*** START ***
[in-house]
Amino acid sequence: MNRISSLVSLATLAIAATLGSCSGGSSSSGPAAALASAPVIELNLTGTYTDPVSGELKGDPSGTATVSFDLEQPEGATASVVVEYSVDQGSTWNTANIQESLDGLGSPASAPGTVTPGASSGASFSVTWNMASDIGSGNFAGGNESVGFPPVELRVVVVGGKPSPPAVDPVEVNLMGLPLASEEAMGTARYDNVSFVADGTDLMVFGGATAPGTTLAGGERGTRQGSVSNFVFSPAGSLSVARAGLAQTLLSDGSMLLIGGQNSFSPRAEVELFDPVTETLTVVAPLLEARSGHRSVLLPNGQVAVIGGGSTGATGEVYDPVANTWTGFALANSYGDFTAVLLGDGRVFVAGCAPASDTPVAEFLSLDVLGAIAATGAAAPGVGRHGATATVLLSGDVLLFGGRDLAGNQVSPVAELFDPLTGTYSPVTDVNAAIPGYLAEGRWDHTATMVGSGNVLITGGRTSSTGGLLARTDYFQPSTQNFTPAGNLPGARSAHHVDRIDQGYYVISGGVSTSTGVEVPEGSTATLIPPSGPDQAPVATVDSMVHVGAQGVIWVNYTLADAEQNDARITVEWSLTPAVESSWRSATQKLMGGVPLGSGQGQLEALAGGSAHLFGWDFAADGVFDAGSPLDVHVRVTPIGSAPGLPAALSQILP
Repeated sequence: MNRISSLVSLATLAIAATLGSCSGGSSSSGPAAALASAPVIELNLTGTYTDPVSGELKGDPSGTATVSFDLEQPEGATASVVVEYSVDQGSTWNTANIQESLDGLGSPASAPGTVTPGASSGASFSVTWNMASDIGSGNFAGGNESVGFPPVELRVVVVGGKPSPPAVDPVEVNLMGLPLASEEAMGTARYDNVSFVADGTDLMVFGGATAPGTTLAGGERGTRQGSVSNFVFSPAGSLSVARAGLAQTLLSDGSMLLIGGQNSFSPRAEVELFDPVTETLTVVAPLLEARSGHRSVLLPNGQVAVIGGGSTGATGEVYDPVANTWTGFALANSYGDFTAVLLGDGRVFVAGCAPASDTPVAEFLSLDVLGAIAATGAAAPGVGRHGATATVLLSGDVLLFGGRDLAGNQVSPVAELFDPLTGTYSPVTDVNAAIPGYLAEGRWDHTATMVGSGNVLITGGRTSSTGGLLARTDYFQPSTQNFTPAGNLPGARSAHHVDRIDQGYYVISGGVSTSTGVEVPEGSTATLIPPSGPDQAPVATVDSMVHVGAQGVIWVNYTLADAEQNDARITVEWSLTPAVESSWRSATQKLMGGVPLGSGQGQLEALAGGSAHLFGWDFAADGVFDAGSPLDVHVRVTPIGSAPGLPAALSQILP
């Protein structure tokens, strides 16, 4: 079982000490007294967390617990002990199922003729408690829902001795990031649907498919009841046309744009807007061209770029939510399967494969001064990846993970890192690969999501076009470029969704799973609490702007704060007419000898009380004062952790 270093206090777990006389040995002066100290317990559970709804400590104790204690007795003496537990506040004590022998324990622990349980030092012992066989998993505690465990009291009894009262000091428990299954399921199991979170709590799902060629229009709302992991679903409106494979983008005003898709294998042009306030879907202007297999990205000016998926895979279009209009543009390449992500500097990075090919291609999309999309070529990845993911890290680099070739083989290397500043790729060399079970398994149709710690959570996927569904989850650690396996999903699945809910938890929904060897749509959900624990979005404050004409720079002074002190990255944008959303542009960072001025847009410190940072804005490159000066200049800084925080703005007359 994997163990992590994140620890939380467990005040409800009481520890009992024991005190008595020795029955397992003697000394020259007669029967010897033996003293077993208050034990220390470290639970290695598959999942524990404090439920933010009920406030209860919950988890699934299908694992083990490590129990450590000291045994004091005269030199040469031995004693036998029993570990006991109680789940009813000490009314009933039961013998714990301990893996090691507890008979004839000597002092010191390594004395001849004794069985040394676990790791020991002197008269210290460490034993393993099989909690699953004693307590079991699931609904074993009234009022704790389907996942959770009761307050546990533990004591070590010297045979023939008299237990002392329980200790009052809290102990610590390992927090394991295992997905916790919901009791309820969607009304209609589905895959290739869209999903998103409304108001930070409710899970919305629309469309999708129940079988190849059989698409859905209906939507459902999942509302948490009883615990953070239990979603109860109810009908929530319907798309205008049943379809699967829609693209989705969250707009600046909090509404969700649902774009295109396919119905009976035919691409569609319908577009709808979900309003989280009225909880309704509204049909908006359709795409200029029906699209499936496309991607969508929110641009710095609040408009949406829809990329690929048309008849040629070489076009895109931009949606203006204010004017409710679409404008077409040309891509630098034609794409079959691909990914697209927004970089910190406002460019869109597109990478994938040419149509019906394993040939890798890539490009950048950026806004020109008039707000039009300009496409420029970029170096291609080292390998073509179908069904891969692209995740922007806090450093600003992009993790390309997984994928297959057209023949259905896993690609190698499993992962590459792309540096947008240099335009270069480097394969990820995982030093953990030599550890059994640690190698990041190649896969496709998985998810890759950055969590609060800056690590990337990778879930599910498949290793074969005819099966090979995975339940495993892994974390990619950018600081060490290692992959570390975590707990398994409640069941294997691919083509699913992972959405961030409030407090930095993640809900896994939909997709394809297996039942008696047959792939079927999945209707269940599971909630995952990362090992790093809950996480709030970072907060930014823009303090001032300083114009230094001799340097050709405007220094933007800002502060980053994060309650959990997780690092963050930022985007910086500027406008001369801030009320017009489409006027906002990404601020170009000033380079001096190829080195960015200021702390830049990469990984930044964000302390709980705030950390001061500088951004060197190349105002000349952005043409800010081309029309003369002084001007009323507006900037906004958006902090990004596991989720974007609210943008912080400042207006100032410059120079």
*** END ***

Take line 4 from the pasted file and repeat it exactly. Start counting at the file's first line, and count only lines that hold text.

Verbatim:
């Protein structure tokens, strides 16, 4: 079982000490007294967390617990002990199922003729408690829902001795990031649907498919009841046309744009807007061209770029939510399967494969001064990846993970890192690969999501076009470029969704799973609490702007704060007419000898009380004062952790 270093206090777990006389040995002066100290317990559970709804400590104790204690007795003496537990506040004590022998324990622990349980030092012992066989998993505690465990009291009894009262000091428990299954399921199991979170709590799902060629229009709302992991679903409106494979983008005003898709294998042009306030879907202007297999990205000016998926895979279009209009543009390449992500500097990075090919291609999309999309070529990845993911890290680099070739083989290397500043790729060399079970398994149709710690959570996927569904989850650690396996999903699945809910938890929904060897749509959900624990979005404050004409720079002074002190990255944008959303542009960072001025847009410190940072804005490159000066200049800084925080703005007359 994997163990992590994140620890939380467990005040409800009481520890009992024991005190008595020795029955397992003697000394020259007669029967010897033996003293077993208050034990220390470290639970290695598959999942524990404090439920933010009920406030209860919950988890699934299908694992083990490590129990450590000291045994004091005269030199040469031995004693036998029993570990006991109680789940009813000490009314009933039961013998714990301990893996090691507890008979004839000597002092010191390594004395001849004794069985040394676990790791020991002197008269210290460490034993393993099989909690699953004693307590079991699931609904074993009234009022704790389907996942959770009761307050546990533990004591070590010297045979023939008299237990002392329980200790009052809290102990610590390992927090394991295992997905916790919901009791309820969607009304209609589905895959290739869209999903998103409304108001930070409710899970919305629309469309999708129940079988190849059989698409859905209906939507459902999942509302948490009883615990953070239990979603109860109810009908929530319907798309205008049943379809699967829609693209989705969250707009600046909090509404969700649902774009295109396919119905009976035919691409569609319908577009709808979900309003989280009225909880309704509204049909908006359709795409200029029906699209499936496309991607969508929110641009710095609040408009949406829809990329690929048309008849040629070489076009895109931009949606203006204010004017409710679409404008077409040309891509630098034609794409079959691909990914697209927004970089910190406002460019869109597109990478994938040419149509019906394993040939890798890539490009950048950026806004020109008039707000039009300009496409420029970029170096291609080292390998073509179908069904891969692209995740922007806090450093600003992009993790390309997984994928297959057209023949259905896993690609190698499993992962590459792309540096947008240099335009270069480097394969990820995982030093953990030599550890059994640690190698990041190649896969496709998985998810890759950055969590609060800056690590990337990778879930599910498949290793074969005819099966090979995975339940495993892994974390990619950018600081060490290692992959570390975590707990398994409640069941294997691919083509699913992972959405961030409030407090930095993640809900896994939909997709394809297996039942008696047959792939079927999945209707269940599971909630995952990362090992790093809950996480709030970072907060930014823009303090001032300083114009230094001799340097050709405007220094933007800002502060980053994060309650959990997780690092963050930022985007910086500027406008001369801030009320017009489409006027906002990404601020170009000033380079001096190829080195960015200021702390830049990469990984930044964000302390709980705030950390001061500088951004060197190349105002000349952005043409800010081309029309003369002084001007009323507006900037906004958006902090990004596991989720974007609210943008912080400042207006100032410059120079």